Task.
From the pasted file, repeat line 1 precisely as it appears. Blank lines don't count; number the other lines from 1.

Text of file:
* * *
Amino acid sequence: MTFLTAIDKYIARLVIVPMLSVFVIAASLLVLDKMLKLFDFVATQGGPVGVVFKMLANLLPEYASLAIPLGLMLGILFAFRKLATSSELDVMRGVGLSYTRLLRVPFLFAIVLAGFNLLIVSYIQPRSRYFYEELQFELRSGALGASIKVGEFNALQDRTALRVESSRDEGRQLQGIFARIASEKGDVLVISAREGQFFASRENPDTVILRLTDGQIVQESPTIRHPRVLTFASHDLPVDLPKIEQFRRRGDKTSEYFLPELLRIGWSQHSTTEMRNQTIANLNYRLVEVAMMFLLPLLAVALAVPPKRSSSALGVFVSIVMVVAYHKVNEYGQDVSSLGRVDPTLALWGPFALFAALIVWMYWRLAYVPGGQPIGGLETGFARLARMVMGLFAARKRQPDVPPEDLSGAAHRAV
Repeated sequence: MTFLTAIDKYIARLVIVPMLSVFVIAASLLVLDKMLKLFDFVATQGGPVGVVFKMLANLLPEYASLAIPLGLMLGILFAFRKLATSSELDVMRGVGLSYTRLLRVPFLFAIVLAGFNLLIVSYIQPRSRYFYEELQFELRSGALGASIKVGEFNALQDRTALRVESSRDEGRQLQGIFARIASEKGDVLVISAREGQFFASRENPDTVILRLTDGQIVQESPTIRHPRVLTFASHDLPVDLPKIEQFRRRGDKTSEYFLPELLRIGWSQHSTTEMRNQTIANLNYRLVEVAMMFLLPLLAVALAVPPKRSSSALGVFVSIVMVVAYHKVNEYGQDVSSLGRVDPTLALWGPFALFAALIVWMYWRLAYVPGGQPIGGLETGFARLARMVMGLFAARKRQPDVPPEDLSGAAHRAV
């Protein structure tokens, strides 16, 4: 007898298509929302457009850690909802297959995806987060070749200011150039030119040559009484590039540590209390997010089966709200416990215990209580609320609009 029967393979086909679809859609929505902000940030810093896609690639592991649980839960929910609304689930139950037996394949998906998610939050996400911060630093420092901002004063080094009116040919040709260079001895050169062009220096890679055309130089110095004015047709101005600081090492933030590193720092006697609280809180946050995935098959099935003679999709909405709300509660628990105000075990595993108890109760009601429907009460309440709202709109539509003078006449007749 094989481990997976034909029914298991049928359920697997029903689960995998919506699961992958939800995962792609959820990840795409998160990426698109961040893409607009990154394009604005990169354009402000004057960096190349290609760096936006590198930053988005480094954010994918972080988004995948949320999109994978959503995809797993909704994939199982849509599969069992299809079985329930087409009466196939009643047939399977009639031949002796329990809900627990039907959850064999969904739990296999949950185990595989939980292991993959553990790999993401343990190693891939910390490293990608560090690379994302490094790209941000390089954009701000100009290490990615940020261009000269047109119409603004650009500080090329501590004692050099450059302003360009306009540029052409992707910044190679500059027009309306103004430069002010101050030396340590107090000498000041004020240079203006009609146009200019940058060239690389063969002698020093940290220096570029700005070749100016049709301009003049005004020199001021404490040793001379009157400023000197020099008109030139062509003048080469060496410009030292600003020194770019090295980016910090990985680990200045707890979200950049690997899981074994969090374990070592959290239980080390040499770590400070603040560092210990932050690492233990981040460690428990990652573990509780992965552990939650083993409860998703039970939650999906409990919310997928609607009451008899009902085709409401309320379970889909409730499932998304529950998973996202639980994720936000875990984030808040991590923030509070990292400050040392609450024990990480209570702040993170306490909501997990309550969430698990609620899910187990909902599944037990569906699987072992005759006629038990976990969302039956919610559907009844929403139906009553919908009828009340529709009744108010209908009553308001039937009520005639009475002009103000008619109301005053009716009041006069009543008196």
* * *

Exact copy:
Amino acid sequence: MTFLTAIDKYIARLVIVPMLSVFVIAASLLVLDKMLKLFDFVATQGGPVGVVFKMLANLLPEYASLAIPLGLMLGILFAFRKLATSSELDVMRGVGLSYTRLLRVPFLFAIVLAGFNLLIVSYIQPRSRYFYEELQFELRSGALGASIKVGEFNALQDRTALRVESSRDEGRQLQGIFARIASEKGDVLVISAREGQFFASRENPDTVILRLTDGQIVQESPTIRHPRVLTFASHDLPVDLPKIEQFRRRGDKTSEYFLPELLRIGWSQHSTTEMRNQTIANLNYRLVEVAMMFLLPLLAVALAVPPKRSSSALGVFVSIVMVVAYHKVNEYGQDVSSLGRVDPTLALWGPFALFAALIVWMYWRLAYVPGGQPIGGLETGFARLARMVMGLFAARKRQPDVPPEDLSGAAHRAV